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  Entertainment   Music  29 Mar 2019  United by music

United by music

THE ASIAN AGE. | PRIYANKA CHANDANI
Published : Mar 30, 2019, 12:00 am IST
Updated : Mar 30, 2019, 5:18 pm IST

Slum kids along with the students of Stanford University staged a 60 minute-mime act at NCPA.

Students from Cappella group use their voices to emulate instruments and  focus on harmonising.
 Students from Cappella group use their voices to emulate instruments and focus on harmonising.

Sixteen students from Salaam Bombay Foundation’s Art Academy and 22 performers from the Stanford Talisman —  a student cappella group from the Stanford University —  staged a 60-minute award-winning mime act Circle of Love - an adaptation of Bartolt Brecht's play The Caucasian Chalk Circle at NCPA.

The collaborative performance aimed at celebrating the true meaning of performing arts, brought together children from different backgrounds on the common platform. “Our intention was to provide a platform for interaction, where both the groups can share, learn and grow,” says Aditi Parikh, who is the Vice President – Communication from Salaam Bombay. Talking further about the association Aditi informs that the Cappella group approached the NGO for performance and looking at the language barrier they planned for a mime act “The children come from different backgrounds and to address the language barrier we came up with the idea of a mime presentation,’ she reveals and informs, that the performance has also won the best act award in the earlier held Interschool Theatre Competition.

 

Defined as singing without instrumental accompaniment, students from Cappella group use their voices to emulate instruments and focus on harmonising. Oblivious to the form of Cappella music, the children had to find out a way to deal with the musicians as both the groups had difficulty understanding eachother's language. 17-year-old Sarthak Ramesh recalls the time he spent with the group and says that they only heard about Cappella music when they were informed about the performance. “We heard some recordings but didn’t understand anything about their music but after working with them, we know what Cappella music is about,” says Sarthak, who along with other children spent one month for rehearsals. “It wasn’t easy because whenever we had confusion, we would speak to them in our broken English but they were very cooperative,” assures the performer.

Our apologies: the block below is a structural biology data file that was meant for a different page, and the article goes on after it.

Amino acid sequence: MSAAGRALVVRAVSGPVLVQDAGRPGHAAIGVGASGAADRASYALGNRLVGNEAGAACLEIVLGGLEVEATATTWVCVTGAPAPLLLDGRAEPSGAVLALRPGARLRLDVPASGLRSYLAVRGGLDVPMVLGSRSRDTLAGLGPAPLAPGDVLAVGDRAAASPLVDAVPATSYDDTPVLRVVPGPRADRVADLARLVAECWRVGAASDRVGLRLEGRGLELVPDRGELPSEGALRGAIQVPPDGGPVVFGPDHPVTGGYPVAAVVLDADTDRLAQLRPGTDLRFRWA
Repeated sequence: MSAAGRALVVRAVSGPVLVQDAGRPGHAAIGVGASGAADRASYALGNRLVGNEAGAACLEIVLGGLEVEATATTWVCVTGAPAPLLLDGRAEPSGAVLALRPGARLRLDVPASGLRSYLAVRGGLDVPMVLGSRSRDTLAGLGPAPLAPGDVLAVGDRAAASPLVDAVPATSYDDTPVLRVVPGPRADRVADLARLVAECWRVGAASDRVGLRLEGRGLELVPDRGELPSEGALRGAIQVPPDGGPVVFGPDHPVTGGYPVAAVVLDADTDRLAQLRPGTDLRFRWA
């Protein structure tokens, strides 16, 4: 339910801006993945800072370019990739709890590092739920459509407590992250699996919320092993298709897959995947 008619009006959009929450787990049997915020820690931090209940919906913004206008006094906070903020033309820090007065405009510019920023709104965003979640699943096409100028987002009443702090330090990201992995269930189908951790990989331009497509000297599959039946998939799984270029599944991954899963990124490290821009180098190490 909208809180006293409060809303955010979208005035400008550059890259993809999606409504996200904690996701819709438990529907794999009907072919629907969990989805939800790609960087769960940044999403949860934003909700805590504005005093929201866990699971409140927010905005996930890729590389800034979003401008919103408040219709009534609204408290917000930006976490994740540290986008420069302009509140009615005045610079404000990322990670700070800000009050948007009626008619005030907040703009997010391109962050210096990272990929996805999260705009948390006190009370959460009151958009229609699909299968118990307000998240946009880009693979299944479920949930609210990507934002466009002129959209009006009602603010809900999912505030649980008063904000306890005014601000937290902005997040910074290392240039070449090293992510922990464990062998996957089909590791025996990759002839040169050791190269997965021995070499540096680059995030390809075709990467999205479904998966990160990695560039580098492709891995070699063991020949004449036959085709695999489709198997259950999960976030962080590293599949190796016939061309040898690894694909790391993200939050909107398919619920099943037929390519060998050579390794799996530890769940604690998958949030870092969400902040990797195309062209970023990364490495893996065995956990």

While art is known to make a significant difference to children and youngsters in general, it also plays a special role in the lives of the underprivileged youth. This cross-cultural musical connecting two communities from across the world, combining cappella and mime is indeed a perfect example of what great leveller music is. “Through this event, we wanted to present a possibility to change the future of a child in a dramatic way. It was also an opportunity to show the potential of these children,” explains Aditi.

Often bereft of opportunities, facilities, creative spaces and personal attention, these kids feel that they got a huge exposure with this performance. “When I started rehearsing for this act, I didn’t know where it would lead but I am exposed to many different things in art now,” says 16-year-old Sakshi. Sakshi also claims that she has learnt the art of facial expression, body language, voice modulation and the importance of the presence of mind. “I now know that this is something I want to do for the rest of my life. I am also experimenting with various opportunities in the field,” she gushes.

 

After performing all over the world with several accolades to their credit including performing at the Hollywood Bowl, the White House, and the 1996 Olympics, it was a completely different experience for the Stanford students too. “It has been a pleasure and privilege to work with these incredibly talented and bright kids and young adults,” says Edric Zeng, director of Stanford Talisman. For him, this exchange was incredible because of the play written by a German man, and came to be enacted by children from India and sung by a singing group based in the US. “It is a story of people coming together to share stories, to empathise with and learn from people who live different lives and believe different things, to support each other, and that’s exactly happened during this exchange,” he signs off. 

 

Tags: stanford university